For example, the Governance Framework sets out the roles and responsibilities of the Minister for Medical Research and the Department of Health, describes how the Strategy and Priority Goals for the FHRI Fund will be developed and that evaluating the impact of the FHRI Fund will be done systematically, among other things.

The current version of the Governance Framework (v1.1, October 2022) can be downloaded below.

FHRI Fund Governance Framework v1-0 - cover

The FHRI Fund Funding Principles have been determined by the Advisory Council to guide the design and implementation of Programs and Initiatives, how funding applications are assessed and to ensure there is a focus on achieving and measuring the practical benefits the FHRI Fund is achieving. The 10 Funding Principles are presented below.

1. Open and Transparent
Ensure that the application and review processes are open and transparent, widely advertised and accessible to all relevant applicants to be able to identify the highest quality ideas and projects.

2. High-Quality
Implement a competitive and merit-based application and review process, ensuring that the best quality applications are funded, and that funding is only awarded if high-quality proposals are received.

3. Independent Review
Implement independent expert peer review to secure the integrity of the review and assessment process.

4. Partnerships and Collaboration
Give priority to proposals that demonstrate partnerships (whether formal or informal) and working collaboratively with others to maximise impact, including incentivising co-investment from the academic, research, government, private and philanthropic sectors.

5. Consumers and the Community
Ensure that consumers and the community are involved at every stage of Program and Initiative design and implementation, and the funded research and innovation activities.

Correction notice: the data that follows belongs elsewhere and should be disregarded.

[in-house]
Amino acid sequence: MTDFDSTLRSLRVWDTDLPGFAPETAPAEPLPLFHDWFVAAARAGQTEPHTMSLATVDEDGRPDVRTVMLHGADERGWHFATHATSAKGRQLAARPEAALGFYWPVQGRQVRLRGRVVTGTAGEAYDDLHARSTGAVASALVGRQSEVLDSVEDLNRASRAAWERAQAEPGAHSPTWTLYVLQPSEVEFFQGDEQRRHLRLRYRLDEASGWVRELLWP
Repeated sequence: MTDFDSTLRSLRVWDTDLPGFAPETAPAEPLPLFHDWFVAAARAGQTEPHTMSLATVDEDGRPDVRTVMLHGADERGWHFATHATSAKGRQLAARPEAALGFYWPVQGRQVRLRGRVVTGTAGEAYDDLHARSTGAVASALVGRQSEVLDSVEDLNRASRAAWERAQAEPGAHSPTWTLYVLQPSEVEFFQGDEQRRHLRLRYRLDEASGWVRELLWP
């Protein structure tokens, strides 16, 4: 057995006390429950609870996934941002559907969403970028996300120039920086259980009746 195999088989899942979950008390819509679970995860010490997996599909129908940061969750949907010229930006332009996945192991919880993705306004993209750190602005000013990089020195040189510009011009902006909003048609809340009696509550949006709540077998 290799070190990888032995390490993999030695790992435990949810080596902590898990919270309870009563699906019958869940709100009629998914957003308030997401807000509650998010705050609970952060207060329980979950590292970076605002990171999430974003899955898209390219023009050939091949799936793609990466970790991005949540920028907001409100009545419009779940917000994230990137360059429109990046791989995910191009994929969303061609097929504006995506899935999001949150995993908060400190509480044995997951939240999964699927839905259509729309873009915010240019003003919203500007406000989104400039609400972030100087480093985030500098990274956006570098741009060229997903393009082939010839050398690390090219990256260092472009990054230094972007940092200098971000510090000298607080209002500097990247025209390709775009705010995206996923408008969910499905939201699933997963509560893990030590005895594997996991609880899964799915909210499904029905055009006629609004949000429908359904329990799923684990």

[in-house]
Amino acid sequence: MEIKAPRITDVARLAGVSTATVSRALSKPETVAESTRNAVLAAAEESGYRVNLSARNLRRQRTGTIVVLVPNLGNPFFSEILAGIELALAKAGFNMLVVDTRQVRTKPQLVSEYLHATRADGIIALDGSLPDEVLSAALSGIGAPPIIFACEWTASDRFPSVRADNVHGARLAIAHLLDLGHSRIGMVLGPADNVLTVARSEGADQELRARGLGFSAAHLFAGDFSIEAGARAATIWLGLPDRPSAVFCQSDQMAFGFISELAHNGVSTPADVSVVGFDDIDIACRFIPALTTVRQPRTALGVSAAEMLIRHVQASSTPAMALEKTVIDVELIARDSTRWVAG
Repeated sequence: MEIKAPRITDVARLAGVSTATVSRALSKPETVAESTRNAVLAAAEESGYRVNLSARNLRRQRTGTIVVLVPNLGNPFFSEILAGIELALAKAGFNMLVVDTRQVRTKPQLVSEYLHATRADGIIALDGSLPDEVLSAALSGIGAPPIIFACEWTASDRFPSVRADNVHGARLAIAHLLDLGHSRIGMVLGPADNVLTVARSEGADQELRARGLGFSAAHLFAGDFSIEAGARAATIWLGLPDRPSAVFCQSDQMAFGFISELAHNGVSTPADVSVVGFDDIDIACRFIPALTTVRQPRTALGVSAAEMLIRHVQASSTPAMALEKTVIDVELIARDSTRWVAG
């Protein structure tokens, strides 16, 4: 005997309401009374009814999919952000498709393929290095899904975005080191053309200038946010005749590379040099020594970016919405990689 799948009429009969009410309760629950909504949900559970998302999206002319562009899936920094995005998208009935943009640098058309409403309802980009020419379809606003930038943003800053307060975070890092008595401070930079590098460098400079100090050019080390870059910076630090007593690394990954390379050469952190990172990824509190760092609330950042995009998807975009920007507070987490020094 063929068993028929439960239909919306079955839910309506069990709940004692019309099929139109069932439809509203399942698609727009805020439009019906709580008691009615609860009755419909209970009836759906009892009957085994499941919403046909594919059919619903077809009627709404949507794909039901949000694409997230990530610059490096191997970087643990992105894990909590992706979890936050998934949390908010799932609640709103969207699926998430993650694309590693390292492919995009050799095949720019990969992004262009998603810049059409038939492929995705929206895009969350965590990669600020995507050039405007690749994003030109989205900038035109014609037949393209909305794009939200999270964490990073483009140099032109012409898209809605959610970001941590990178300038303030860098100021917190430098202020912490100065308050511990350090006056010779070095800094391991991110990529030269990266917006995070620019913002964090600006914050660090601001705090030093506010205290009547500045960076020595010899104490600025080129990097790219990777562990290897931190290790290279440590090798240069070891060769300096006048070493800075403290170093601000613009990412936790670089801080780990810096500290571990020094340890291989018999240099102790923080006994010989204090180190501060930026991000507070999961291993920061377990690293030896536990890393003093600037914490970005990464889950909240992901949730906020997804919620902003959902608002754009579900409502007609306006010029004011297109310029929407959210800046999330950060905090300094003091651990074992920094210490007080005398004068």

6. Build Culture
Strengthen the research and innovation culture in WA by investing in researchers and innovators to achieve their career aspirations, who can in turn create an environment, through mentorship and collaboration, which supports continued success.

7. Accelerate and Translate
Achieve impact through accelerating the development of innovative ideas into products or services with commercial and/or implementation potential; and enabling the translation of research into practice and policy.

8. Sustainable Long Term Change
Amplify the impact of the FHRI Fund funding by considering sustainability of the supported proposals post the grant period. Take a system change approach to addressing persistent social, economic and behavioural issues affecting health outcomes, acknowledging that long-term change requires a collaborative approach beyond an individual researcher or project.

9. Review and Evaluate
Evaluate the return on investment for all funded programs on a regular basis to maximise the benefits of the FHRI Fund and demonstrate these to stakeholders.

10. Equitable Outcomes
Support equitable outcomes by considering the structures of bias, disadvantage and inequity in Australian society stemming from dimensions such as Aboriginal or Torres Strait Islander status, gender identity, career stage, race, ethnicity, language, religion and disability or a combination of all or any of these. Ensure that strategies to promote equity are considered, and incorporated where appropriate, into the design and implementation of funding programs.

Last Updated: 08/12/2022